TV

Samantha Bee is making room for women to be angry

A few weeks ago, a Humans of New York post featuring Hillary Clinton went viral. Clinton shared a memory of taking a law school admissions test at Harvard and being shouted at by men who didn’t think women belonged in the room.

“It was intense,” Clinton said in the post. “It got very personal. But I couldn’t respond. I couldn’t afford to get distracted because I didn’t want to mess up the test. So I just kept looking down, hoping that the proctor would walk in the room. I know that I can be perceived as aloof or cold or unemotional. But I had to learn as a young woman to control my emotions. And that’s a hard path to walk. Because you need to protect yourself, you need to keep steady, but at the same time you don’t want to seem ‘walled off.’”

It’s not unusual to see a Facebook friend share a Humans of New York post, but this particular post was shared over and over again by women I’m friends with. It’s easy to identify with the sentiment that as a woman, you have to walk an impossibly fine line. Don’t be a bitch, but don’t be a pushover. If you’re aggressive you become unlikable, but if you aren’t, hey, you make 78 cents on the dollar and that’s your fault.

Which is why having Samantha Bee on late-night television has been like that first gasping breath after someone performs CPR on you. Before “Full Frontal with Samantha Bee” premiered in January, there were 10 late-night hosts, all of them men. Bee’s show on TBS was a chance for her to prove that women belong in the game—there was more riding on her than just the success of her single show.

So how would she approach it? Perhaps in a nice, classy dress (heels, obviously), sitting behind a desk, speaking in a carefully measured voice that conveyed authority without projecting bitchiness. She should be charming and funny obviously, and political but not too political, if you know what I mean. We don’t want to prove any stereotypes here.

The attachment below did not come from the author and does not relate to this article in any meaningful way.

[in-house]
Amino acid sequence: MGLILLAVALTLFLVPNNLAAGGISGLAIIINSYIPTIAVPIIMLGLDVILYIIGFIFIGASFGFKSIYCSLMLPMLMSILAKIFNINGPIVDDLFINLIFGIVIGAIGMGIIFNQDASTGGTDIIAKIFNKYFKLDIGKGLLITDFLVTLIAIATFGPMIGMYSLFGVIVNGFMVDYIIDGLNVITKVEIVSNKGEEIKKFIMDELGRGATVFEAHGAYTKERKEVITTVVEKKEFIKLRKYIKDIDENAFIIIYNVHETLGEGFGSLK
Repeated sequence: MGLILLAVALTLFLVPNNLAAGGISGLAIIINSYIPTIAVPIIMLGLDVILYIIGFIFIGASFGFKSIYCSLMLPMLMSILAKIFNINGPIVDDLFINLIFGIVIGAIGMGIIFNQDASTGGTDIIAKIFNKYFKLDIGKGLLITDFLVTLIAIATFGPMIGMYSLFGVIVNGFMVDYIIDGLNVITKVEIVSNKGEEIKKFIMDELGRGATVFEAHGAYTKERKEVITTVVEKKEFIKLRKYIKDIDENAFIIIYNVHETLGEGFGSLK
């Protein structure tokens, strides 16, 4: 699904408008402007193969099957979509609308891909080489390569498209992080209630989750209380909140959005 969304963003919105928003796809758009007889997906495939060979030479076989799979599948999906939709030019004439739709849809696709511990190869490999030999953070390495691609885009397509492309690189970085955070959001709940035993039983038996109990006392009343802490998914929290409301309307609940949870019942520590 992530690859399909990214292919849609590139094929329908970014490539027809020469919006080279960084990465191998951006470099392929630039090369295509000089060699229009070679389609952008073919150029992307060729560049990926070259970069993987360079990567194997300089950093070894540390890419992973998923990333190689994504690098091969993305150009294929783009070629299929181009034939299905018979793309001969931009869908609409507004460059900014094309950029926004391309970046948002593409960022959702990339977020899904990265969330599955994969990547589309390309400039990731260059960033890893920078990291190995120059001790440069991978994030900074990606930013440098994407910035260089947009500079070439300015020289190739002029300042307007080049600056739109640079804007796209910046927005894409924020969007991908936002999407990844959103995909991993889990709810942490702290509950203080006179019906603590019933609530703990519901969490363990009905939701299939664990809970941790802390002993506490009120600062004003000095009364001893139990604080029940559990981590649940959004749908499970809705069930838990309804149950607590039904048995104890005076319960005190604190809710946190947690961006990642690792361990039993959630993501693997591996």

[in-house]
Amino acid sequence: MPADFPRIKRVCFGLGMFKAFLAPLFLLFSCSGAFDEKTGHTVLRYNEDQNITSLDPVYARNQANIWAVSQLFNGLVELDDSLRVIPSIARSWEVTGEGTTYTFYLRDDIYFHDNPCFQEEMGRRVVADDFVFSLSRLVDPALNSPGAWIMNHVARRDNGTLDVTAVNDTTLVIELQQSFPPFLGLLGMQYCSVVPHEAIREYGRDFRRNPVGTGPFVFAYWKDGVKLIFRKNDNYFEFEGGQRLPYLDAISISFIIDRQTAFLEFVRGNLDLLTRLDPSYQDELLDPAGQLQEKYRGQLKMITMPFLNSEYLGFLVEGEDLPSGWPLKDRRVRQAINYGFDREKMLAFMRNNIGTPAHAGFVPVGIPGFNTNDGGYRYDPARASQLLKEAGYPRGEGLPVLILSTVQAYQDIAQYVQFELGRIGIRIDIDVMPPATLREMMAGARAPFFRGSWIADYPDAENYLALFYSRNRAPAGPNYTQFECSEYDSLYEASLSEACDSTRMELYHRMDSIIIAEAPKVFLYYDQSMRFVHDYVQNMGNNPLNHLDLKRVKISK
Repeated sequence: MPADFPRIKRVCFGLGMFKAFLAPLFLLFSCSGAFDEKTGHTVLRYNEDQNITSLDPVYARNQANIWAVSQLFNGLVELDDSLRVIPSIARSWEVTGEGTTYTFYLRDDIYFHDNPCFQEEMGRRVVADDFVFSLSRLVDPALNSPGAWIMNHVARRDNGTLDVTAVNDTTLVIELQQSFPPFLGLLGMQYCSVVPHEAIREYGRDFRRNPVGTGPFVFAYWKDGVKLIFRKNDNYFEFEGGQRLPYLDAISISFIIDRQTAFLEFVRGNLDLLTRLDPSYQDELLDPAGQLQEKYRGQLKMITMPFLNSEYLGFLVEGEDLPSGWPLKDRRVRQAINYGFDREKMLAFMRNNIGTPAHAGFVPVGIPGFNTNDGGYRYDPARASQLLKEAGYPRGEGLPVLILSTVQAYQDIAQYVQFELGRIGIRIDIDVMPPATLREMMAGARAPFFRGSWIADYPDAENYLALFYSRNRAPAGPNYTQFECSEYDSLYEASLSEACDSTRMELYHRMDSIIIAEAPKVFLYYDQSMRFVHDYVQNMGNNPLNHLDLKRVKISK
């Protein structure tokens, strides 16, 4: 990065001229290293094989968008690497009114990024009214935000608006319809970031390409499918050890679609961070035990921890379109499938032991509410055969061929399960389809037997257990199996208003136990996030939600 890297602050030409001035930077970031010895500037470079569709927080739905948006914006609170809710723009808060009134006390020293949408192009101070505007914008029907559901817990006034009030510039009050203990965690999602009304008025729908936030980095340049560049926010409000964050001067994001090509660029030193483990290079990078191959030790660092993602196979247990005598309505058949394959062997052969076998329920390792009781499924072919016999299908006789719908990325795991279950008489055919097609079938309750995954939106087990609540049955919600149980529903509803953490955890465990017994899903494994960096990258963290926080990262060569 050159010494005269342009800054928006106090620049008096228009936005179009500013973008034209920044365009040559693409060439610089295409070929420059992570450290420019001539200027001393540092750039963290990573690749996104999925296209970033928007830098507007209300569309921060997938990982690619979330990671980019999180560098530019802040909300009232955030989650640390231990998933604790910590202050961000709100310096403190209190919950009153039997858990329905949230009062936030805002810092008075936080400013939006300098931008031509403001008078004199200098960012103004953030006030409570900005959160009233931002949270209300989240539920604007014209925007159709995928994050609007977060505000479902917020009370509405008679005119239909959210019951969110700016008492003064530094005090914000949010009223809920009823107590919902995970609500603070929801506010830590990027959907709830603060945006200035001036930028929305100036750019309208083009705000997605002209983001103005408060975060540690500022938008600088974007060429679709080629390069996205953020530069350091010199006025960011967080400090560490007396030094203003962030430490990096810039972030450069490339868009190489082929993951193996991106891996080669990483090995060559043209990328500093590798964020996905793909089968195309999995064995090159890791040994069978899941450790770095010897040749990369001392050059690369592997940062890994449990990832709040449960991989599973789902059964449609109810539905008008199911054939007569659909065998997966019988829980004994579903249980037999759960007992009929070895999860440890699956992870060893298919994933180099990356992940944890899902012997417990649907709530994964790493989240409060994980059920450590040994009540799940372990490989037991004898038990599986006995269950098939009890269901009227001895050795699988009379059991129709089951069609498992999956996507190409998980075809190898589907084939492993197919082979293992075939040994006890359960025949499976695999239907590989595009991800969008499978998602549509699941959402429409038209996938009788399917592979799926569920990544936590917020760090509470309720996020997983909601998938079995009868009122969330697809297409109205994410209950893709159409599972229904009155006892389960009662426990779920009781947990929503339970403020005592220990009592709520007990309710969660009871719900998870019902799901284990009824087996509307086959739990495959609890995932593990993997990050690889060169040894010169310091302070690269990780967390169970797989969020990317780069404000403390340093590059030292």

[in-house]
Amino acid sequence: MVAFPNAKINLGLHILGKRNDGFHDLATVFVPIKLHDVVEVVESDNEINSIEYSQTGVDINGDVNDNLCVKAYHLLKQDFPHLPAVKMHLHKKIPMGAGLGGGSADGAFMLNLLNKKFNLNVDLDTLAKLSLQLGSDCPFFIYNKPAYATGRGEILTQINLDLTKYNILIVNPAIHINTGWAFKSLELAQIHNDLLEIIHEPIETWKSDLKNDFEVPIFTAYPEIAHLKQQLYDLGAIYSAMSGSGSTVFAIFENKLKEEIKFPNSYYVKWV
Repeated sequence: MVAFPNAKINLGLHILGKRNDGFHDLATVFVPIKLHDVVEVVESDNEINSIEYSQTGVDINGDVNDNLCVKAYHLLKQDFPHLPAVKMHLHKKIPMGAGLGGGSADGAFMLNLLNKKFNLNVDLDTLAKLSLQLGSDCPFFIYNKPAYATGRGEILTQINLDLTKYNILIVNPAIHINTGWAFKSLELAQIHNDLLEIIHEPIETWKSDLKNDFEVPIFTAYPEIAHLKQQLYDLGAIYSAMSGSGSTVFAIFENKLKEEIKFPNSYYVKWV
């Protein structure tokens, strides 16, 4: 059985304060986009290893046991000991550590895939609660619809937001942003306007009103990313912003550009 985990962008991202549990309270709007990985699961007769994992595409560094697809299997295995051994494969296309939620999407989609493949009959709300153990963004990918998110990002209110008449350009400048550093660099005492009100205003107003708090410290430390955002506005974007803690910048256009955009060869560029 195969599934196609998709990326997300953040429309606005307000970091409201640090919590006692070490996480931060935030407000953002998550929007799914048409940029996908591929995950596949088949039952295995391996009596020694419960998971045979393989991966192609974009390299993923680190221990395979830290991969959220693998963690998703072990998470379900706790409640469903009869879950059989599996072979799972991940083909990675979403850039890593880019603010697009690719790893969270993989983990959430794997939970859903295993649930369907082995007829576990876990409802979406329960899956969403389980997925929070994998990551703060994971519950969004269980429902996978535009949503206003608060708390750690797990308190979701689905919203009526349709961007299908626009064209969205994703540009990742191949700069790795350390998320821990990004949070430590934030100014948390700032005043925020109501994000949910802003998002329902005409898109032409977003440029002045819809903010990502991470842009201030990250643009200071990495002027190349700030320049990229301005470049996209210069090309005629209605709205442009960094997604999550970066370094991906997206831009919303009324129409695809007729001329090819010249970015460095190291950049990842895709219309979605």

Except that is exactly what Samantha Bee did not do.

“There are plenty of people who won’t tune in because a woman’s voice bothers their eardrums,” Bee told New York Magazine last January. “Their ear canals can’t handle the sound of my shrill voice talking at them about a subject. I guess I just don’t really care about those people.”

Bee is unapologetically angry. She’s angry that the media doesn’t fact check the lies that have become commonplace during this election. She’s angry that Donald Trump’s racism gets pushed to the side like it doesn’t matter. She’s mad that Hillary Clinton can’t restrain herself from saying things like “basket of deplorables.” Every week, she gets up there (in a blazer and pants) and swears and yells and groans at the things that upset her. There is nothing demure about it.

So why does this matter? Why does it matter that Bee swears and wears pants and doesn’t keep her voice level? It doesn’t, actually. What matters is that she can. Bee approaches her show how she chooses, unrestrained by a very narrow idea of how a professional woman must operate. She looks just as comfortable criticizing Clinton’s mistakes as she does calling out Jimmy Fallon, a member of the boys’ club she infiltrated, for palling around with Donald Trump.

The hard path Hillary Clinton had to walk just to get taken seriously is not a myth. But for it to widen and make room for more women, we need people like Samantha Bee to look down the barrel of being called hysterical and say, “I don’t give a [bleep].”

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